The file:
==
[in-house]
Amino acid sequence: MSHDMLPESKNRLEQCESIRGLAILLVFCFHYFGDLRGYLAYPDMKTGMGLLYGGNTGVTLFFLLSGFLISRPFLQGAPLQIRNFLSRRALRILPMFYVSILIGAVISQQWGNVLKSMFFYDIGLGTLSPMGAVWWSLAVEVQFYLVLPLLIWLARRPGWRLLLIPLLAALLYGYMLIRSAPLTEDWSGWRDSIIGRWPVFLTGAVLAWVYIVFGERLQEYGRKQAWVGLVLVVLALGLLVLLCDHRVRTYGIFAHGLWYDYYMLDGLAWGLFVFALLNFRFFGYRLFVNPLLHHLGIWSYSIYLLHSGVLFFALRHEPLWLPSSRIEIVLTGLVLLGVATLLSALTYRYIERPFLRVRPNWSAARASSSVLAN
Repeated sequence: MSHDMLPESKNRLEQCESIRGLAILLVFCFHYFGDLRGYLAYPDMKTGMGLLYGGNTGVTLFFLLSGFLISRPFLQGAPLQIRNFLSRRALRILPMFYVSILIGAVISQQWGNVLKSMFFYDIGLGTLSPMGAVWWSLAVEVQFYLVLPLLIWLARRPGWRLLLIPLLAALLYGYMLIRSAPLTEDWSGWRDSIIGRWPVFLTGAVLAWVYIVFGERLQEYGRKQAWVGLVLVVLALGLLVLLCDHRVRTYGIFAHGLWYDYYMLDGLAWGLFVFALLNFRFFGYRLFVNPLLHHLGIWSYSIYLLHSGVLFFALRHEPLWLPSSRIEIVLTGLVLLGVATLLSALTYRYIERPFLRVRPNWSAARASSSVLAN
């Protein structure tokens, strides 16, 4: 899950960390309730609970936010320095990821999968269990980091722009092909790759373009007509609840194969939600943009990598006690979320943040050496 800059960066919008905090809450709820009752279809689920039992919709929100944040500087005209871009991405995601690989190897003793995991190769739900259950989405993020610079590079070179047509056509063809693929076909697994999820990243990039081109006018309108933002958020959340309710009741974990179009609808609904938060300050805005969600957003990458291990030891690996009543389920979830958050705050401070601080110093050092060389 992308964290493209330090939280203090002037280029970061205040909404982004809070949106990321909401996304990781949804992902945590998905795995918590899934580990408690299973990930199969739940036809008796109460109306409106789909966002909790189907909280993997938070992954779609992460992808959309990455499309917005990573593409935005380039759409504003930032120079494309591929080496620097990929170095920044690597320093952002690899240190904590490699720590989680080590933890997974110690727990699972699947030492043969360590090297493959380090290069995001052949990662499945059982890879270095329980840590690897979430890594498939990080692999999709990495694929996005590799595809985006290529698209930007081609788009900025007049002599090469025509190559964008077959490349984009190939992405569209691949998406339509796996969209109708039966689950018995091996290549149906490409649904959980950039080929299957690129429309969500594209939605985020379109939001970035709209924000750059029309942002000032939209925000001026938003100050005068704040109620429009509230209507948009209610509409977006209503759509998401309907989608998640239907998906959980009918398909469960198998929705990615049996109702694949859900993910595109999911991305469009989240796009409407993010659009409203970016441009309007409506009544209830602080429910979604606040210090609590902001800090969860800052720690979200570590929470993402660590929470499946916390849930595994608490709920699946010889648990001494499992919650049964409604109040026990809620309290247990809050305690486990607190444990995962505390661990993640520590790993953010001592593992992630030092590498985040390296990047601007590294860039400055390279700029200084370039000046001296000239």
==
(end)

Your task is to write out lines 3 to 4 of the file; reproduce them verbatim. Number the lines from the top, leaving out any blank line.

Repeated sequence: MSHDMLPESKNRLEQCESIRGLAILLVFCFHYFGDLRGYLAYPDMKTGMGLLYGGNTGVTLFFLLSGFLISRPFLQGAPLQIRNFLSRRALRILPMFYVSILIGAVISQQWGNVLKSMFFYDIGLGTLSPMGAVWWSLAVEVQFYLVLPLLIWLARRPGWRLLLIPLLAALLYGYMLIRSAPLTEDWSGWRDSIIGRWPVFLTGAVLAWVYIVFGERLQEYGRKQAWVGLVLVVLALGLLVLLCDHRVRTYGIFAHGLWYDYYMLDGLAWGLFVFALLNFRFFGYRLFVNPLLHHLGIWSYSIYLLHSGVLFFALRHEPLWLPSSRIEIVLTGLVLLGVATLLSALTYRYIERPFLRVRPNWSAARASSSVLAN
């Protein structure tokens, strides 16, 4: 899950960390309730609970936010320095990821999968269990980091722009092909790759373009007509609840194969939600943009990598006690979320943040050496 800059960066919008905090809450709820009752279809689920039992919709929100944040500087005209871009991405995601690989190897003793995991190769739900259950989405993020610079590079070179047509056509063809693929076909697994999820990243990039081109006018309108933002958020959340309710009741974990179009609808609904938060300050805005969600957003990458291990030891690996009543389920979830958050705050401070601080110093050092060389 992308964290493209330090939280203090002037280029970061205040909404982004809070949106990321909401996304990781949804992902945590998905795995918590899934580990408690299973990930199969739940036809008796109460109306409106789909966002909790189907909280993997938070992954779609992460992808959309990455499309917005990573593409935005380039759409504003930032120079494309591929080496620097990929170095920044690597320093952002690899240190904590490699720590989680080590933890997974110690727990699972699947030492043969360590090297493959380090290069995001052949990662499945059982890879270095329980840590690897979430890594498939990080692999999709990495694929996005590799595809985006290529698209930007081609788009900025007049002599090469025509190559964008077959490349984009190939992405569209691949998406339509796996969209109708039966689950018995091996290549149906490409649904959980950039080929299957690129429309969500594209939605985020379109939001970035709209924000750059029309942002000032939209925000001026938003100050005068704040109620429009509230209507948009209610509409977006209503759509998401309907989608998640239907998906959980009918398909469960198998929705990615049996109702694949859900993910595109999911991305469009989240796009409407993010659009409203970016441009309007409506009544209830602080429910979604606040210090609590902001800090969860800052720690979200570590929470993402660590929470499946916390849930595994608490709920699946010889648990001494499992919650049964409604109040026990809620309290247990809050305690486990607190444990995962505390661990993640520590790993953010001592593992992630030092590498985040390296990047601007590294860039400055390279700029200084370039000046001296000239």